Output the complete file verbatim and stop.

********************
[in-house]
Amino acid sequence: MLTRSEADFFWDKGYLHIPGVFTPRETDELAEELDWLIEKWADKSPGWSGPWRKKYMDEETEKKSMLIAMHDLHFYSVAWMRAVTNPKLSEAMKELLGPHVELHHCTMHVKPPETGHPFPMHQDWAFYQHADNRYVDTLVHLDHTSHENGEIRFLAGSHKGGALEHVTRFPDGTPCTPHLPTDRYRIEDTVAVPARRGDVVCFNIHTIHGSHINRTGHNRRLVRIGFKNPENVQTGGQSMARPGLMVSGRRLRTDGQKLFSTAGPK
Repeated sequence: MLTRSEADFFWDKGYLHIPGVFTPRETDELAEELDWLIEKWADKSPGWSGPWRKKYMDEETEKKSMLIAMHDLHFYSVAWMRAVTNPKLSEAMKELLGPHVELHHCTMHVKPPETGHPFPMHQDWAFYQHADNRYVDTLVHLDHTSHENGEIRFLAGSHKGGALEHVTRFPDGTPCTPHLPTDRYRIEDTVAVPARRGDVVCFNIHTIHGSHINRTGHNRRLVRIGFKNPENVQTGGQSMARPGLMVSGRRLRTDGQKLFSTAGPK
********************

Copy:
[in-house]
Amino acid sequence: MLTRSEADFFWDKGYLHIPGVFTPRETDELAEELDWLIEKWADKSPGWSGPWRKKYMDEETEKKSMLIAMHDLHFYSVAWMRAVTNPKLSEAMKELLGPHVELHHCTMHVKPPETGHPFPMHQDWAFYQHADNRYVDTLVHLDHTSHENGEIRFLAGSHKGGALEHVTRFPDGTPCTPHLPTDRYRIEDTVAVPARRGDVVCFNIHTIHGSHINRTGHNRRLVRIGFKNPENVQTGGQSMARPGLMVSGRRLRTDGQKLFSTAGPK
Repeated sequence: MLTRSEADFFWDKGYLHIPGVFTPRETDELAEELDWLIEKWADKSPGWSGPWRKKYMDEETEKKSMLIAMHDLHFYSVAWMRAVTNPKLSEAMKELLGPHVELHHCTMHVKPPETGHPFPMHQDWAFYQHADNRYVDTLVHLDHTSHENGEIRFLAGSHKGGALEHVTRFPDGTPCTPHLPTDRYRIEDTVAVPARRGDVVCFNIHTIHGSHINRTGHNRRLVRIGFKNPENVQTGGQSMARPGLMVSGRRLRTDGQKLFSTAGPK